There's a fascination in the way they talk with each other, quickly, softly, excitedly. It's better, actually, that we don't understand everything they say, because that makes us feel more like eavesdroppers and less like the passive audience for predigested dialogue. We can see where they're heading, especially after ... well, I don't want to give away some of the plot, and I may not understand the rest, but it would appear that they can travel through time. They learn this by seeing their doubles before they have even tried time travel -- proof that later they will travel back to now. Meanwhile (is that the word?) a larger model of the machine is/was assembled in a storage locker by them/their doubles.
Should they personally experiment with time travel? Yes, manifestly, because they already have. "I can think of no way in which this thing would be considered even remotely close to safe," one of them says. But they try it out, journeying into the recent past and buying some mutual funds they know will rise in value.
It seems to work. The side effect, however, is that occasionally there are two of them: the Abe or Aaron who originally lived through the time, and the one who has gone back to the time and is living through it simultaneously. One is a double. Which one? There is a shot where they watch "themselves" from a distance, and we assume those they're watching are themselves living in ordinary time, and they are themselves having traveled back to observe them. But which Abe or Aaron is the real one? If they met, how would they speak? If two sets of the same atoms exist in the same universe at the same time, where did the additional atoms come from? It can make you hungry, thinking about questions like that. "I haven't eaten since later this afternoon," one complains.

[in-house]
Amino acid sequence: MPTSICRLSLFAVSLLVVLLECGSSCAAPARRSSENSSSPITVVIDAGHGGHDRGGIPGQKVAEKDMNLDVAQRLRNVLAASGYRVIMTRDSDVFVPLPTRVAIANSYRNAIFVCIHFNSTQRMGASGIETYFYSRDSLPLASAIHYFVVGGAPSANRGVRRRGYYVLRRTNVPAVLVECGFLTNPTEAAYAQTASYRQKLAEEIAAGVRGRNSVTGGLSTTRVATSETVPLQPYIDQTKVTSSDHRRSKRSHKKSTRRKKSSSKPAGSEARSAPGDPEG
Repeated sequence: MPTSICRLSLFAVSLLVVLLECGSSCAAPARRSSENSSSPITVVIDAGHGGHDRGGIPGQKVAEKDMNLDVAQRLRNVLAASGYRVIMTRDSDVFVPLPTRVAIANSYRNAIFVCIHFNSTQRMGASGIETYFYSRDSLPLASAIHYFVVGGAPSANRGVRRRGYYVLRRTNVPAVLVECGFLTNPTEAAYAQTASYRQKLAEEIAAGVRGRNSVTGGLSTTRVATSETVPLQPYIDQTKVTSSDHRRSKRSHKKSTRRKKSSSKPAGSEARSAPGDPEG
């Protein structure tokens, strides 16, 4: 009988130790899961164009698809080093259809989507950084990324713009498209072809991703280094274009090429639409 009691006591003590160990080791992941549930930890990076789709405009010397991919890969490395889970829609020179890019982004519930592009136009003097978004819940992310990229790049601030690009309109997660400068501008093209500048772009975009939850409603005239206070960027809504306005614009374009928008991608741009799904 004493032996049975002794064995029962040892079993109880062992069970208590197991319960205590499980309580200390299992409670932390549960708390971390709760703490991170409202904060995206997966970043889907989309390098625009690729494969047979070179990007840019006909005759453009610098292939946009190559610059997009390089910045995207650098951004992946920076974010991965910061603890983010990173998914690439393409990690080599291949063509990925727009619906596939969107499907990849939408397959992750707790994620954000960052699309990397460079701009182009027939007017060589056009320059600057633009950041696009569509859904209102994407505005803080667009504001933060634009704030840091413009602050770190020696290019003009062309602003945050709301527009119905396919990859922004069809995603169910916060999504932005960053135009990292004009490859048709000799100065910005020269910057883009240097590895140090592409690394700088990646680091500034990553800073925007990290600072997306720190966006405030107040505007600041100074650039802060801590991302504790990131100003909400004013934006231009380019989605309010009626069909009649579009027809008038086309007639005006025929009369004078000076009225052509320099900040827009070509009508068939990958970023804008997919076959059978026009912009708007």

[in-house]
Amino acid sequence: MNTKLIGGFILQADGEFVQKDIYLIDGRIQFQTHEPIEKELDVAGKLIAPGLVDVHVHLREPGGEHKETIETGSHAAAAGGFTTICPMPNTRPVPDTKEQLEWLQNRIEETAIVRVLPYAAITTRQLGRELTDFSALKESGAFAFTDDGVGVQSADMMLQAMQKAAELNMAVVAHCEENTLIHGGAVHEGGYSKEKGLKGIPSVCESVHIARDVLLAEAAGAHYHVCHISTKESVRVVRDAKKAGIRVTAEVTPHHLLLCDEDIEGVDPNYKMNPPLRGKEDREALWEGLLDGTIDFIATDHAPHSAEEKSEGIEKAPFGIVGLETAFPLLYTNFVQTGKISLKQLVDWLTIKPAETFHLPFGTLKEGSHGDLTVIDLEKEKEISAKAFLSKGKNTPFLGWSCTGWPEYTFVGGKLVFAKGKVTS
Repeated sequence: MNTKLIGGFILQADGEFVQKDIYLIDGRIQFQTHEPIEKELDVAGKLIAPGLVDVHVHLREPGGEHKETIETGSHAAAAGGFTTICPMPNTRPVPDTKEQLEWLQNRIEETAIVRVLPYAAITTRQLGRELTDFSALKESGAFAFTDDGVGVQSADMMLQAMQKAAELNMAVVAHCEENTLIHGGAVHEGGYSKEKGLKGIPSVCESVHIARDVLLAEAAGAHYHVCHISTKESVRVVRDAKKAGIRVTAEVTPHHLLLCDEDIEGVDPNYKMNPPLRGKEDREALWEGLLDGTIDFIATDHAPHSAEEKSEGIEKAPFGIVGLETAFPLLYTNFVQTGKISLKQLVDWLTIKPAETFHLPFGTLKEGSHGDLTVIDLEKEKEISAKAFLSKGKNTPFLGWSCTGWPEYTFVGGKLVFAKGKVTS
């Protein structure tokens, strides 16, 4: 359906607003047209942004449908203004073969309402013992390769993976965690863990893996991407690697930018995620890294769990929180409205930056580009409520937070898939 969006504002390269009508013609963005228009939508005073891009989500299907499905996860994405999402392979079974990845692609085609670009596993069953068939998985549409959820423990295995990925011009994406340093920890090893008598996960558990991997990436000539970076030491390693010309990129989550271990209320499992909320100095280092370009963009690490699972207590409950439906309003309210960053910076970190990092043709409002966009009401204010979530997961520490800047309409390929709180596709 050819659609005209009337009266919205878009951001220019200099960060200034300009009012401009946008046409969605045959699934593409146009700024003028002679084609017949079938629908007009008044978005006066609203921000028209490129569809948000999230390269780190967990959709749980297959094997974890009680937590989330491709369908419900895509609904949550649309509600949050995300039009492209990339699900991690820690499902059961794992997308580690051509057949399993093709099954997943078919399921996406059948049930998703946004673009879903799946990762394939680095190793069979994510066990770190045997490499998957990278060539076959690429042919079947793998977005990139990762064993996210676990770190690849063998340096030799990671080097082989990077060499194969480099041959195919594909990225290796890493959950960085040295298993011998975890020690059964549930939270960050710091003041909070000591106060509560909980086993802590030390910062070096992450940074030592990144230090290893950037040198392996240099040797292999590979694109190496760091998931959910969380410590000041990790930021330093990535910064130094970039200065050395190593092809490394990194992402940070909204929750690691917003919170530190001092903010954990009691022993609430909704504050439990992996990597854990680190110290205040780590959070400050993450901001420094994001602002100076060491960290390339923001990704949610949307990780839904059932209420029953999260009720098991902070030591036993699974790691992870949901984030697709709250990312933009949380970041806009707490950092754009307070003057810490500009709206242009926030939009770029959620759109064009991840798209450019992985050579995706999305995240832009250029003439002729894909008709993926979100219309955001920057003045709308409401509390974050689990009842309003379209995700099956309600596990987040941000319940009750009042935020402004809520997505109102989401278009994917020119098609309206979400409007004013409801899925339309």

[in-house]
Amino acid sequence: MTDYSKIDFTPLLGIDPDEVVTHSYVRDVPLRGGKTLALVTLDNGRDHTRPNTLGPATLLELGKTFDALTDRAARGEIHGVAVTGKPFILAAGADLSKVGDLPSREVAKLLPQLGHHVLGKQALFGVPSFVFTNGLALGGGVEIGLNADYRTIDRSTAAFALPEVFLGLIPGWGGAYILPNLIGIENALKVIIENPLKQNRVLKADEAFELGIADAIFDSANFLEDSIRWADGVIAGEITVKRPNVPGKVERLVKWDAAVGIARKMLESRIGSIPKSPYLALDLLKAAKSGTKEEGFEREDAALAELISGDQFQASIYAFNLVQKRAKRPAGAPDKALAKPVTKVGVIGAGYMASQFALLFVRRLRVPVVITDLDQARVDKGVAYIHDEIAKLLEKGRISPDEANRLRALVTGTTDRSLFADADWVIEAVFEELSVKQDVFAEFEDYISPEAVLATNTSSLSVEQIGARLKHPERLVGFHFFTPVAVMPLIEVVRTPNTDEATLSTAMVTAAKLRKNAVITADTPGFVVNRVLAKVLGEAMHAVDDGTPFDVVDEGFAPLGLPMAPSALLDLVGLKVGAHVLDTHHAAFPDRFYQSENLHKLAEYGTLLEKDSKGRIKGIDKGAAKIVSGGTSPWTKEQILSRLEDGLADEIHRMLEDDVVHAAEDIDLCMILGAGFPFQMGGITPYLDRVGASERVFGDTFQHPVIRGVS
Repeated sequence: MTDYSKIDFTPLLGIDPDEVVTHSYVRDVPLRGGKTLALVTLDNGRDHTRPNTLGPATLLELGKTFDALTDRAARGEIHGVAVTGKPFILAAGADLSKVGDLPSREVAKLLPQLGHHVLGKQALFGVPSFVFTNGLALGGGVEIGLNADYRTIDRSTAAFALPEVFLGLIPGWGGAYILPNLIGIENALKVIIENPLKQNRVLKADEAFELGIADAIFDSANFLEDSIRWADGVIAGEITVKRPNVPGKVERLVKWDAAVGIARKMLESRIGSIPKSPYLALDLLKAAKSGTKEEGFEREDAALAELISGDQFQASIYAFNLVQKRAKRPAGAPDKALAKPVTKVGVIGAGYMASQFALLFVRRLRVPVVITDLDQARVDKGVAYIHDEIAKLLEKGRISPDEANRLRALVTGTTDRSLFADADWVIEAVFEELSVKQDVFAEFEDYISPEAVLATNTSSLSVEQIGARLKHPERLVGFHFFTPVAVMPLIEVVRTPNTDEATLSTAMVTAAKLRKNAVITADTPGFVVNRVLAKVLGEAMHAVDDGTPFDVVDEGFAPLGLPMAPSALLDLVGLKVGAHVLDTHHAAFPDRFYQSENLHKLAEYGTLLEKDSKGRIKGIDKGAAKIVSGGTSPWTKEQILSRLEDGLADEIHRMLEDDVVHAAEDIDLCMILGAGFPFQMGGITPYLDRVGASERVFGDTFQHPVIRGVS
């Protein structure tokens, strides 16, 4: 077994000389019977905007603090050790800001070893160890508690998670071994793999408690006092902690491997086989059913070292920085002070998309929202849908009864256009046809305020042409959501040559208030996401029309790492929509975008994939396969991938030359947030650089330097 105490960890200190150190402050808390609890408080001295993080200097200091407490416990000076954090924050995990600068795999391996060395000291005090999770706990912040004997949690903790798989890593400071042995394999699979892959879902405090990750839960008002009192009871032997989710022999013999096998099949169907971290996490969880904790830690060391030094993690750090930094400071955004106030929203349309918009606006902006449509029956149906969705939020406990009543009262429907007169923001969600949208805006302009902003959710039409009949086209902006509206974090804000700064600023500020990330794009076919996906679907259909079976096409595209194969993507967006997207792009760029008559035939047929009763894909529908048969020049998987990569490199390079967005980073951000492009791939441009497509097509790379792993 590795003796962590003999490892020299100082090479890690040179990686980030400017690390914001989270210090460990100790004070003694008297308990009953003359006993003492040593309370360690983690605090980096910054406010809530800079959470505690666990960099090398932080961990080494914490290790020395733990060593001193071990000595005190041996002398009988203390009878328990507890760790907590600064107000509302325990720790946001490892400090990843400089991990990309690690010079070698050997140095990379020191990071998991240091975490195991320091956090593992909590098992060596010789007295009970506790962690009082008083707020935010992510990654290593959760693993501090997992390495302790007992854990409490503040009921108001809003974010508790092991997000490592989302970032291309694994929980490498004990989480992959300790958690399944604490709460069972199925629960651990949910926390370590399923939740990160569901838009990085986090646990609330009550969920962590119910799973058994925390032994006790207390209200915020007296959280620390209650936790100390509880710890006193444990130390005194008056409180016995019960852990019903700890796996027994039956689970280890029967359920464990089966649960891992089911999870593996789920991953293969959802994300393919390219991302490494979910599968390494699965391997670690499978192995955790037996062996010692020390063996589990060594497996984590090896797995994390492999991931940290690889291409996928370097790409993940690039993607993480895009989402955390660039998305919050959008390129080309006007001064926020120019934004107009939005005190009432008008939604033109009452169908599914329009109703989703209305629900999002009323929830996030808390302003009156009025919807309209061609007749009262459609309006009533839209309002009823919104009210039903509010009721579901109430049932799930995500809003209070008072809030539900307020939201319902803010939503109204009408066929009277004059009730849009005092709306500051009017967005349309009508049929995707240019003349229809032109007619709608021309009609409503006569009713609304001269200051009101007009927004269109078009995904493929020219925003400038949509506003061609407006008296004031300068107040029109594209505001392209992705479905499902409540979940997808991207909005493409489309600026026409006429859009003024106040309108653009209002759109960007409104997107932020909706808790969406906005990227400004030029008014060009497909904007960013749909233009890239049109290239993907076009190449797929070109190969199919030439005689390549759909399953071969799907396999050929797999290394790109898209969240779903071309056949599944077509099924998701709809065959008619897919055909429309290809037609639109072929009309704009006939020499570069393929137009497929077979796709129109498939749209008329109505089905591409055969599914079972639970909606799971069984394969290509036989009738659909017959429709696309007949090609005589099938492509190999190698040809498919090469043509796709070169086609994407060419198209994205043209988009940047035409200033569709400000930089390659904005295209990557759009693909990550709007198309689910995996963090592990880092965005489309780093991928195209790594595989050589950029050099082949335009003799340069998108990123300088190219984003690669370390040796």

"Primer" is a puzzle film that will leave you wondering about paradoxes, loopholes, loose ends, events without explanation, chronologies that don't seem to fit. Abe and Aaron wonder, too, and what seems at first like a perfectly straightforward method for using the machine turns out to be alarmingly complicated; various generations of themselves and their actions prove impossible to keep straight. Carruth handles the problems in an admirably understated way; when one of the characters begins to bleed a little from an ear, what does that mean? Will he be injured in a past he has not yet visited? In that case, is he the double? What happened to the being who arrived at this moment the old-fashioned way, before having traveled back?
The movie delights me with its cocky confidence that the audience can keep up. "Primer" is a film for nerds, geeks, brainiacs, Academic Decathlon winners, programmers, philosophers and the kinds of people who have made it this far into the review. It will surely be hated by those who "go to the movies to be entertained," and embraced and debated by others, who will find it entertains the parts the others do not reach. It is maddening, fascinating and completely successful
Note: Carruth wrote, directed and edited the movie, composed the score, and starred in it. The budget was reportedly around $7,000, but that was enough: The movie never looks cheap, because every shot looks as it must look. In a New York Times interview, Carruth said he filmed largely in his own garage, and at times he was no more sure what he was creating than his characters were. "Primer" won the award for best drama at Sundance 2004.
I don't always agree with him, but opinions are like assholes. Everyone's got one.